Study identifies areas in Uganda where residents are most vulnerable to air pollution

map of Uganda
Map of Uganda showing the total social vulnerability index scores by subcounty
Kampala, Uganda
Uganda’s capital, Kampala. Photo by Rod Waddington

A new University of Florida study published in the journal Atmosphere pinpoints geographic locations in Uganda where residents are most at risk of exposure to fine particulate matter, or PM2.5, which can have serious health impacts.

Drawing from census data and global PM2.5 estimates, the team created a social vulnerability index, or SVI, to identify areas within Uganda with high vulnerability and exposure to air pollution. It is believed to be the first SVI developed in the context of air pollution in East Africa.

“The social vulnerability index showed there was high vulnerability among populations that live in rural areas, are in low-income households, use polluting fuel as a light source, have poor housing structure, limited access to health facilities, and limited education. These areas were distributed widely across the country, but more prominent in the northern region, which is mostly rural,” said the study’s lead author Kayan Clarke, a doctoral candidate in environmental health in the UF College of Public Health and Health Professions’ department of environmental and global health.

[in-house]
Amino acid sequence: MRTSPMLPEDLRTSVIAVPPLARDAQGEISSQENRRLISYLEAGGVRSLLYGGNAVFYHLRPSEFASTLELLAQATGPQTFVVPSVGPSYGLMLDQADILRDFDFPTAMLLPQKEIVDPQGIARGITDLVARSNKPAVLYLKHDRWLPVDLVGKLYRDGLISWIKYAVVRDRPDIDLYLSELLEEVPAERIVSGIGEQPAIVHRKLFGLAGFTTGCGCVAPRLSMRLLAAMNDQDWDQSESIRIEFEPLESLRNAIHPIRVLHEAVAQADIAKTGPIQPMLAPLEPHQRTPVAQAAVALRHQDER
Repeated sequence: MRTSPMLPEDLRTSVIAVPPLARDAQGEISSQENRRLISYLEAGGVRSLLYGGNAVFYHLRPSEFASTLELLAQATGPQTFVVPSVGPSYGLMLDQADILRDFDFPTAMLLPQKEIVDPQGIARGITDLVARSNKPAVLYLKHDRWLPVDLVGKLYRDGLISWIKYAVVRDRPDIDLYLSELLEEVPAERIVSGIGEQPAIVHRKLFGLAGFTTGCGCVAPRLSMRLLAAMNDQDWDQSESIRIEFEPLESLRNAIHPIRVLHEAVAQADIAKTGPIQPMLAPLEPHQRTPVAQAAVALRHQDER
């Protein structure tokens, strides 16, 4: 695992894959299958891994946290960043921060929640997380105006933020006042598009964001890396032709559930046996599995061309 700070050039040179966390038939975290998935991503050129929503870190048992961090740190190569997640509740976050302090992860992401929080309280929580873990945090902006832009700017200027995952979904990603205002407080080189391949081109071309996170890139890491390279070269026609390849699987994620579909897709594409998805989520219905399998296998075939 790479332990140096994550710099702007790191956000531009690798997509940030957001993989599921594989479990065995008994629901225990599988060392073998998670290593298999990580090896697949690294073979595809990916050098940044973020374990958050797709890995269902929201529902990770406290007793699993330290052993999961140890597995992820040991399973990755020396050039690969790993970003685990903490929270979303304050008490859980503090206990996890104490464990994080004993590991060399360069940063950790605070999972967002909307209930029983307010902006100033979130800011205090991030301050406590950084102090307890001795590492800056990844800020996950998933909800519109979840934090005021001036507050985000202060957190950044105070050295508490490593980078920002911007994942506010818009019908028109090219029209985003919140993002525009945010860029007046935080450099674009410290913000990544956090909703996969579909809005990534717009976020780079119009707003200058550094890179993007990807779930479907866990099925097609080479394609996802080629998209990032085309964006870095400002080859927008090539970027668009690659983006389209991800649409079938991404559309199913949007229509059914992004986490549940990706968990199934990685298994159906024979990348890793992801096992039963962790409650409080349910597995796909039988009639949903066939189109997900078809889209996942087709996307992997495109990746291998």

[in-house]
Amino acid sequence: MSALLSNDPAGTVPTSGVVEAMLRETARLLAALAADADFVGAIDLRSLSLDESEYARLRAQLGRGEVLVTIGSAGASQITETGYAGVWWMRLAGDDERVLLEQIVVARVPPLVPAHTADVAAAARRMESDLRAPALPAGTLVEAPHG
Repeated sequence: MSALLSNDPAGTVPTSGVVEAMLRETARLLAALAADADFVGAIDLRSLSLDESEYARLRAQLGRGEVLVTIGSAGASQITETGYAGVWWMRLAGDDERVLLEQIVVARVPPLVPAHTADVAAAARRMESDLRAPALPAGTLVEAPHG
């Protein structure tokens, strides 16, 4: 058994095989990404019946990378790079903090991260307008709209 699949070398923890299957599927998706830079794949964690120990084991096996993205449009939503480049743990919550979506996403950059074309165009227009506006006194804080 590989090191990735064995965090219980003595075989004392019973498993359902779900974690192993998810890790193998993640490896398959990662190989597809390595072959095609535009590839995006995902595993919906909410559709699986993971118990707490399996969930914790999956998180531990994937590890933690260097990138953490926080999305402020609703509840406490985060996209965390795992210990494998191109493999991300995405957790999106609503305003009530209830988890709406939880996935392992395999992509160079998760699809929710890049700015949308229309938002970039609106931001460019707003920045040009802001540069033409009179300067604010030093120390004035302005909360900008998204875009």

In Uganda, ambient PM2.5 sources can be attributed to the country’s rapid urbanization, industrialization, increasing vehicle ownership and the burning of biomass for domestic energy use, the authors write.

In vulnerable areas, targets for interventions may include addressing social issues related to housing and access to health facilities, improving public communication, implementing proper garbage disposal, and shifting the main light source to one that is less polluting, Clarke said.

“Further research needs to be conducted in other African countries as they are typically areas where high SVI and environmental contaminants converge,” Clarke said. “Additionally, future research needs to explore the toxic effects of pollutants in these vulnerable communities.”

Clarke’s co-authors include her mentor Tara Sabo-Attwood, Ph.D., an associate dean and chair of the department of environmental and global health; Kevin Ash, Ph.D., a UF assistant professor of geography; Eric Coker, Ph.D., a senior scientist at Provincial Health Services Authority in Vancouver, British Columbia; and Engineer Bainomugisha, Ph.D., an associate professor and chair of the department of computer science at Makerere University in Kampala, Uganda.